Identifying the most important challenges of health care providers at the level of inpatient services and outpatient services in comprehensive health centers and clinics and finally in the field of pre-hospital services on one hand and the challenges of service recipients on the other hand can play a significant role in upgrading the management of the new coronavirus (COVID-19). The findings of the present study include the most important challenges of Covid-19 patients admitted to the country's hospitals from the perspective of university staff managers and professional staff of the health department in the hospital, including staff of clinical wards and diagnostic units. Obviously, the analysis of the challenges extracted by the stakeholders at the city, province, and country levels can lead to the provision of effective solutions to address these challenges and improve the epidemic management process in the country. As mentioned in the challenge category, it seems that some of these challenges require coordination outside of health.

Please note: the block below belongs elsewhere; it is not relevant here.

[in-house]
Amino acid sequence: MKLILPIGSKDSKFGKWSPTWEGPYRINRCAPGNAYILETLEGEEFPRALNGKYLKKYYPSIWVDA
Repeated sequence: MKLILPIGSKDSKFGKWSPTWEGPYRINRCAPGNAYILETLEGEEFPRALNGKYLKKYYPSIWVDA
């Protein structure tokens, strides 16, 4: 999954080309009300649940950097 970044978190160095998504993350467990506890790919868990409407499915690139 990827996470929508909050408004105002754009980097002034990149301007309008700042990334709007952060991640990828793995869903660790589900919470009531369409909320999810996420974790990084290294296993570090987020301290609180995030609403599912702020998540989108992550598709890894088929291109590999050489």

Because of the formation of the National Corona Headquarters at the national level, it is possible to use this infrastructure to provide the necessary policies and strategies for this purpose.

Declaration of patient consent

In this study, all interviewees have participated in the study with informed consent.

Financial support and sponsorship

Nil.

Conflicts of interest

There are no conflicts of interest.